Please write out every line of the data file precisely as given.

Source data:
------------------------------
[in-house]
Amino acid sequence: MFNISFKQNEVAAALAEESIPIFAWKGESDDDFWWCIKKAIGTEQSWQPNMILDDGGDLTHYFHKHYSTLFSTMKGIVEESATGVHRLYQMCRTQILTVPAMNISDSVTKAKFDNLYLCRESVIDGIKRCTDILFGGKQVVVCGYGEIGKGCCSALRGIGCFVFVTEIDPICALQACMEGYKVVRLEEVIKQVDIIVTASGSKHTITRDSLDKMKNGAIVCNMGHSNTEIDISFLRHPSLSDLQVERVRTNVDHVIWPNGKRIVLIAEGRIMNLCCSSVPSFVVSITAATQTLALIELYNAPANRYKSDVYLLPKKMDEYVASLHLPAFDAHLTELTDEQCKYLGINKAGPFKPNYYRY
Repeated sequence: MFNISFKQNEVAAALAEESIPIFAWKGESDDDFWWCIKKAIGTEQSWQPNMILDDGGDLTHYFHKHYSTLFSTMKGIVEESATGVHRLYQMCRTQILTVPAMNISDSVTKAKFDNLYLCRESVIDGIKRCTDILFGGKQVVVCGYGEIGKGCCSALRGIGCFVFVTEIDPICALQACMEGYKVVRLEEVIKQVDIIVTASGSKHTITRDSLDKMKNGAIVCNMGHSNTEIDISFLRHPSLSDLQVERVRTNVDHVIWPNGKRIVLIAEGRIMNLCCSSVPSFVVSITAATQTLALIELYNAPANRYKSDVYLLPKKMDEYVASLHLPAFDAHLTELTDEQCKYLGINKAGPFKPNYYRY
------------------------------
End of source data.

[in-house]
Amino acid sequence: MFNISFKQNEVAAALAEESIPIFAWKGESDDDFWWCIKKAIGTEQSWQPNMILDDGGDLTHYFHKHYSTLFSTMKGIVEESATGVHRLYQMCRTQILTVPAMNISDSVTKAKFDNLYLCRESVIDGIKRCTDILFGGKQVVVCGYGEIGKGCCSALRGIGCFVFVTEIDPICALQACMEGYKVVRLEEVIKQVDIIVTASGSKHTITRDSLDKMKNGAIVCNMGHSNTEIDISFLRHPSLSDLQVERVRTNVDHVIWPNGKRIVLIAEGRIMNLCCSSVPSFVVSITAATQTLALIELYNAPANRYKSDVYLLPKKMDEYVASLHLPAFDAHLTELTDEQCKYLGINKAGPFKPNYYRY
Repeated sequence: MFNISFKQNEVAAALAEESIPIFAWKGESDDDFWWCIKKAIGTEQSWQPNMILDDGGDLTHYFHKHYSTLFSTMKGIVEESATGVHRLYQMCRTQILTVPAMNISDSVTKAKFDNLYLCRESVIDGIKRCTDILFGGKQVVVCGYGEIGKGCCSALRGIGCFVFVTEIDPICALQACMEGYKVVRLEEVIKQVDIIVTASGSKHTITRDSLDKMKNGAIVCNMGHSNTEIDISFLRHPSLSDLQVERVRTNVDHVIWPNGKRIVLIAEGRIMNLCCSSVPSFVVSITAATQTLALIELYNAPANRYKSDVYLLPKKMDEYVASLHLPAFDAHLTELTDEQCKYLGINKAGPFKPNYYRY